Brokers starting in the industry may ask an important question: should I accept every client that comes through my doors?
Some say no, you shouldn’t, while others say any business is good business when you’re building your books.
“In my view, and I think in most brokerages in Australia, it is barely profitable to service some of the micro-SME clients, and I think brokers have got to be disciplined to say no, you’re not suited to us,” Conquest said to the panel.
Austbrokers’ Managing Director Rebecca Wilson disagreed.
“There is not a single client that we would ever turn away ever unless the behaviour were wrong because we’ve set up the team to make sure that they can service the client in the correct way,” says Wilson.
One thing everyone agrees on is that it is most important to put the client first.
McLardy McShane’s Co-Founder Mike McShane said that he is a big believer that it’s difficult for small businesses.
“A corner milk bar which pays a thousand bucks, that’s a big deal to them,” McShane said. “If you’re going to do it, you’ve got to do it properly, do it respectfully and advocate. Otherwise, what do we do different from the direct market?”
McShane also said that it’s dependent on where you are in your broking lifecycle.
“When you’re a mature business, at times, it makes commercial sense to turn business away but if you are just starting off, any business is good business”.
McShane’s advice for young brokers starting off is to approach every client as a potential advocate.
“The number of clients you have hopefully telling other people how good you are can become a great advertising medium for your brokerage,” he said. “And whilst small clients don’t usually become big clients, they can become a great advocate for you.”
Peter Conquest had some interesting insights suggesting that smaller businesses are likely to refer like-minded clients.
“You’re going to end up with a book of what are called C or D clients. You’ve got to remember that and that is why I’m still going to challenge it. You’ve got to be really careful.”
The theory of the A-B-C-D Classification Model mentioned by Peter above generally means that servicing a smaller number of A-grade businesses is financially more efficient than servicing C- and D-grade clients due to the size of premiums.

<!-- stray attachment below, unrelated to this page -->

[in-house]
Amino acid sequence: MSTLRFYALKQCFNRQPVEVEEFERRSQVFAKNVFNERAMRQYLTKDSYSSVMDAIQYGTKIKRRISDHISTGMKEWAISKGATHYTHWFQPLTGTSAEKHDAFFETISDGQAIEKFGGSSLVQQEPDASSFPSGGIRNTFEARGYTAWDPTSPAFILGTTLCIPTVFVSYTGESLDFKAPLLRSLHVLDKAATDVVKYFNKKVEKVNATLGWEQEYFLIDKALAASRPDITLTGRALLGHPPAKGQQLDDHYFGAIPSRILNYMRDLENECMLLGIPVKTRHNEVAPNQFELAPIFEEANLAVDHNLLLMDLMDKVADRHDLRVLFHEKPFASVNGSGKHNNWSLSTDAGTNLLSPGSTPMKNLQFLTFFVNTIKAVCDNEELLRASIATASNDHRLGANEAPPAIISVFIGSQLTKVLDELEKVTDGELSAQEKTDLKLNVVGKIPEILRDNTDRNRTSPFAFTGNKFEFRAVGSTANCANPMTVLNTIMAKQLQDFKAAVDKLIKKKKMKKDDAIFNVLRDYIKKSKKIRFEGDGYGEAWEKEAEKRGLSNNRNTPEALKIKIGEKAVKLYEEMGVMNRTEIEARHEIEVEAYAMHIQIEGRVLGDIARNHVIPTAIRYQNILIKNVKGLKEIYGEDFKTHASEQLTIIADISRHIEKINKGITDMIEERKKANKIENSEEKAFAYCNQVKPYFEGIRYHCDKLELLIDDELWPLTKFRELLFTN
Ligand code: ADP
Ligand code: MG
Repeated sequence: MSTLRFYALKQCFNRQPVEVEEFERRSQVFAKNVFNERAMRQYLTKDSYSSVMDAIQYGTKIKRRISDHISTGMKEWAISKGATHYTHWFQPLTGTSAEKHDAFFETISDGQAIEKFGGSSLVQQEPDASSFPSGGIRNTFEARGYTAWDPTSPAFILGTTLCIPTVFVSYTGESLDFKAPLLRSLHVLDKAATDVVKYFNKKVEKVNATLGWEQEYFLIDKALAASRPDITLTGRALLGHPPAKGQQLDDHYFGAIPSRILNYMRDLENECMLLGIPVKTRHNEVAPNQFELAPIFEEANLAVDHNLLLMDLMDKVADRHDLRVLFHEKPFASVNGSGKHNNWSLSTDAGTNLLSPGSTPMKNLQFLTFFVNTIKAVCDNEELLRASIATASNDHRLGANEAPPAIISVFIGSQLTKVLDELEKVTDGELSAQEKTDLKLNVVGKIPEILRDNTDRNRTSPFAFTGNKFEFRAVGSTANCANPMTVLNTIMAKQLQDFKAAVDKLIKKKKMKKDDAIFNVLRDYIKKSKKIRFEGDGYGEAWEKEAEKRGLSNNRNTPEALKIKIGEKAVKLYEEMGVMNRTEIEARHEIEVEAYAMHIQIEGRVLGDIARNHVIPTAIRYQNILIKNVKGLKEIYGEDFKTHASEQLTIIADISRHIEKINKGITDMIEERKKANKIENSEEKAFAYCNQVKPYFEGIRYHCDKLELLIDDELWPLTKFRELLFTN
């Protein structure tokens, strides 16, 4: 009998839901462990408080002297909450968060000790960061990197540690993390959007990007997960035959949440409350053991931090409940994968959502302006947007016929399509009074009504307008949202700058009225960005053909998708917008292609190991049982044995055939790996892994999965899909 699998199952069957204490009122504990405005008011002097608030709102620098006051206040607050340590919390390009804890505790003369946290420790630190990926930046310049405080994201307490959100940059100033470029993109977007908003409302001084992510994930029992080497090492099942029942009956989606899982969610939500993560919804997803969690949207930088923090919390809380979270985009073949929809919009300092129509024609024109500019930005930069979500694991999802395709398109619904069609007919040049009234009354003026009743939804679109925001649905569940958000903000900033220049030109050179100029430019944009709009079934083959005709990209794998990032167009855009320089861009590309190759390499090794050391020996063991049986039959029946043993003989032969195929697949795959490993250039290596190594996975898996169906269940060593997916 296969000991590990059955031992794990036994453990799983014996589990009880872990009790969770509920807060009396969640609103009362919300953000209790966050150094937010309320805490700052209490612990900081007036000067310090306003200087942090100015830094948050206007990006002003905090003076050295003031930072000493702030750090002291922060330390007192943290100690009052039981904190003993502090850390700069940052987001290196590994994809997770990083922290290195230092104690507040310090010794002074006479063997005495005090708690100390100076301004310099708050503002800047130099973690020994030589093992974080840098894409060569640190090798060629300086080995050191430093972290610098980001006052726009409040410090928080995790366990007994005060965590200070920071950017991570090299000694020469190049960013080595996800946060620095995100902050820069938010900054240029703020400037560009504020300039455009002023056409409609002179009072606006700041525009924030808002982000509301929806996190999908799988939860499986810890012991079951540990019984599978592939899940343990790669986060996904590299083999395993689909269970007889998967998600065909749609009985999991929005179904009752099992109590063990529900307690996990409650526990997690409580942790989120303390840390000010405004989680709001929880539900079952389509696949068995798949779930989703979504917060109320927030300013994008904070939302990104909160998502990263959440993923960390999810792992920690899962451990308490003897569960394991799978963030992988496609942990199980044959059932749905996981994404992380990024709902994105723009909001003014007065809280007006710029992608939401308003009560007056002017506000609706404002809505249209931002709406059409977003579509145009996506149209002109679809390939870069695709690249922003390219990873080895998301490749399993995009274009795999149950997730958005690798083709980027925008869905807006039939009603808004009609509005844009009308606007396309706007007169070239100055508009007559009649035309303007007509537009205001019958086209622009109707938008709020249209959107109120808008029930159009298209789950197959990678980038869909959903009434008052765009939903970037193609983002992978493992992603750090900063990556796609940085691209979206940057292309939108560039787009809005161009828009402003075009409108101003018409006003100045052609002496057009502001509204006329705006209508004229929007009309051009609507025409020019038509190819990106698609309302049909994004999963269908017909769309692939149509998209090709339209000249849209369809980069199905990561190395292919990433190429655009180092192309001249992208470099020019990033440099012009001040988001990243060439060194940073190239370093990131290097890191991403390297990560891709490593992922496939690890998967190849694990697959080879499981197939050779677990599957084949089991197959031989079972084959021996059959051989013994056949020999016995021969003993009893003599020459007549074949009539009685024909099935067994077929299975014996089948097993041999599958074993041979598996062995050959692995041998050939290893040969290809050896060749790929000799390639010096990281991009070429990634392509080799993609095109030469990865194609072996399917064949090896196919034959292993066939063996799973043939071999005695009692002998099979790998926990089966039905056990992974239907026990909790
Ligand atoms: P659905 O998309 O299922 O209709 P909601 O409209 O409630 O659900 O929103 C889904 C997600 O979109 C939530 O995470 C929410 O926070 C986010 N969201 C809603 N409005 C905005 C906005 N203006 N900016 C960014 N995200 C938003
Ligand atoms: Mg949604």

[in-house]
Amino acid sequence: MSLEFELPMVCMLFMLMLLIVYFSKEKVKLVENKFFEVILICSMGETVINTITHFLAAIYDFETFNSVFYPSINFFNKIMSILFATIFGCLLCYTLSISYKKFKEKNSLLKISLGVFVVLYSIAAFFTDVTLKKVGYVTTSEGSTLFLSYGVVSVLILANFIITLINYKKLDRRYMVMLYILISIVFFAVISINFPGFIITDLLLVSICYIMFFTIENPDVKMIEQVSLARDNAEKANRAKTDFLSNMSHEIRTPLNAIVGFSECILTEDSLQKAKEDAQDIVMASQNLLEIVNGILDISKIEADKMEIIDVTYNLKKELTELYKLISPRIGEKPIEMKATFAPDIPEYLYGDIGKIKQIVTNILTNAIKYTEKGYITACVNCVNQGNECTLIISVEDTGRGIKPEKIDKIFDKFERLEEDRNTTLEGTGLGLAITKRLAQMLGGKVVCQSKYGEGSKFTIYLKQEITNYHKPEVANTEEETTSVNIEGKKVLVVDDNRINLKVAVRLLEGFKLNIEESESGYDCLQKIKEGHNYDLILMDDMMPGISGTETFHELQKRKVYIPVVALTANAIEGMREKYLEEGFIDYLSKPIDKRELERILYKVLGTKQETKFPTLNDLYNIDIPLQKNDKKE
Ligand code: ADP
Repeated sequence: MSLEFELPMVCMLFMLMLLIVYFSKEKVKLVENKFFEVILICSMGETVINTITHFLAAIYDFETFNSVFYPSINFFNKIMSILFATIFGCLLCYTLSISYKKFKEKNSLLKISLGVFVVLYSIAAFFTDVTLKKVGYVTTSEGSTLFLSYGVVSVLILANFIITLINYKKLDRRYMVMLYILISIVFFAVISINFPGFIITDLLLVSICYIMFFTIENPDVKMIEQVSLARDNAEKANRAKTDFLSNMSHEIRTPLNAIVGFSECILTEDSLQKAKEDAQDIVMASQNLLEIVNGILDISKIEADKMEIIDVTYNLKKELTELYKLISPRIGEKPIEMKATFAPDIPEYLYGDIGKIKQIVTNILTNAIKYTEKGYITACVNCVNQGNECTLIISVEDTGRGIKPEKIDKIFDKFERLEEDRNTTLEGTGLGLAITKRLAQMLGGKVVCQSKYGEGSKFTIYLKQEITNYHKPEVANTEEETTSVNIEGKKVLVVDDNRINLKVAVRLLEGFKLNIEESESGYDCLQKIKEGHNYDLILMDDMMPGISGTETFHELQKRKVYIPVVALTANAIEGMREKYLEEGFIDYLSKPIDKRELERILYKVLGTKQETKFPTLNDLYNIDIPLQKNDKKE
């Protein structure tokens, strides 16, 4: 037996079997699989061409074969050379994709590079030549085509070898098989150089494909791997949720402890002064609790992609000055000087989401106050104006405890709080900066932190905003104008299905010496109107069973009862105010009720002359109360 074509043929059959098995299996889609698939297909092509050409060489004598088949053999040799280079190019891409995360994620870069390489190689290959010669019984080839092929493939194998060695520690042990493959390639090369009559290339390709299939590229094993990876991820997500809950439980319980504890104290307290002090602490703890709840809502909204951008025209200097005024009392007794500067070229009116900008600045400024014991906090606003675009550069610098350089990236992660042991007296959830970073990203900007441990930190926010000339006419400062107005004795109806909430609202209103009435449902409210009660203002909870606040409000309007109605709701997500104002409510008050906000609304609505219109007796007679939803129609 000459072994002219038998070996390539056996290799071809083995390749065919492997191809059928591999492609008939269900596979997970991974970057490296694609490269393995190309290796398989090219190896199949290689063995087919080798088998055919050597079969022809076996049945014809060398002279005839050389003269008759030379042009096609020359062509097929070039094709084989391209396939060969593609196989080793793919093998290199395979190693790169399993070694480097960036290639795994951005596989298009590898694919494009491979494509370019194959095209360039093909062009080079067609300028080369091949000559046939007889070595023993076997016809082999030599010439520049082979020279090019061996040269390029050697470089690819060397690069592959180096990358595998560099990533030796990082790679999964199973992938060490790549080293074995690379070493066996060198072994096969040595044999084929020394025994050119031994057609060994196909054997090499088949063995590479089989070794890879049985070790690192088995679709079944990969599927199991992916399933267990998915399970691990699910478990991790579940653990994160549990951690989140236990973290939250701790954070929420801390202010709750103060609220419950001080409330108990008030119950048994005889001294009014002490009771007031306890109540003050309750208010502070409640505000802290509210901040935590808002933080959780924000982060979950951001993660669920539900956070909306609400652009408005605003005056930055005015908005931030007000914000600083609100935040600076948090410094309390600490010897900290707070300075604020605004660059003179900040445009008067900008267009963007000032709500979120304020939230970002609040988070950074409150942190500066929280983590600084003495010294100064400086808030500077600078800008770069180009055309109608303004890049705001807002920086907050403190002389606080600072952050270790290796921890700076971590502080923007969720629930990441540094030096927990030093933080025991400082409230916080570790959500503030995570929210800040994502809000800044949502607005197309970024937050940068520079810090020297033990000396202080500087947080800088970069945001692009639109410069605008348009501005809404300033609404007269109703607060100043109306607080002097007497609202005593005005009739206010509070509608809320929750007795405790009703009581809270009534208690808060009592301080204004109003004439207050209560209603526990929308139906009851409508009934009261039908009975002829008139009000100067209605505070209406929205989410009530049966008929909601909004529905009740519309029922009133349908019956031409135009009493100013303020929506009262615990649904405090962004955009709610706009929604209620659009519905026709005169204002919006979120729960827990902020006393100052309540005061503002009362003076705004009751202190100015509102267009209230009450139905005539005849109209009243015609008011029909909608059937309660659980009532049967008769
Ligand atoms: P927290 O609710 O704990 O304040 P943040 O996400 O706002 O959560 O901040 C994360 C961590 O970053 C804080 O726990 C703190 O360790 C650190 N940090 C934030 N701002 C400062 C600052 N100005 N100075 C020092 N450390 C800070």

On the surface, this makes sense.
Rebecca Wilson provided some useful insights into the potential cultural effect of classifying business in this way, suggesting that is can be “dangerous” to culture as “no employee wants to be part of the D team”.
Whilst an advocate herself for not turning away smaller client’s, Wilson believes it’ ‘s important to structure the teams appropriately.
“There is not a single client that we would ever turn away ever unless the behaviour was wrong because we’ve set up the team to make sure that they can service the client in the correct way,” says Wilson.
It seems that key to servicing all clients is to have the appropriate structure or processes to do so. Having more efficient processes to service C and D clients could just be the answer.
BizCover for Brokers’ Founder and CEO Michael Gottlieb said if what you do can’t add value because the process of broking is so time-consuming and paper-based, you need to fix the process.
“Let’s be honest; there are very few industries that have the margin that brokers have. It is an amazing industry that has been incredibly lucrative to thousands of businesses,” he said.
“We have good margins, and we should be able to service most businesses. It’s just about the process that we go through to service it.”
Rebecca Wilson echoed this sentiment, saying that having efficient processes removes the mentality of A-B-C-D teams and that corporate brokers are better than SME brokers.
Wilson said in Austbrokers’ SME space that includes micro-SMEs, they have a process where, no matter what, will make money.
“If we structure our business where in SMEs we’ve got ExpressCover or BizCover for Brokers and we say right, we understand that we are going to use that platform, it’s going to take ten minutes, the client will take it or leave it and get the advice that they require and we might earn $300 from 10 minutes’ worth of work,” she said.
“And that customer, which as brokers regardless of what we earn, we give advice. Anyone that is buying insurance within the community is entitled to advice. Because we are brokers and that’s what we do best.”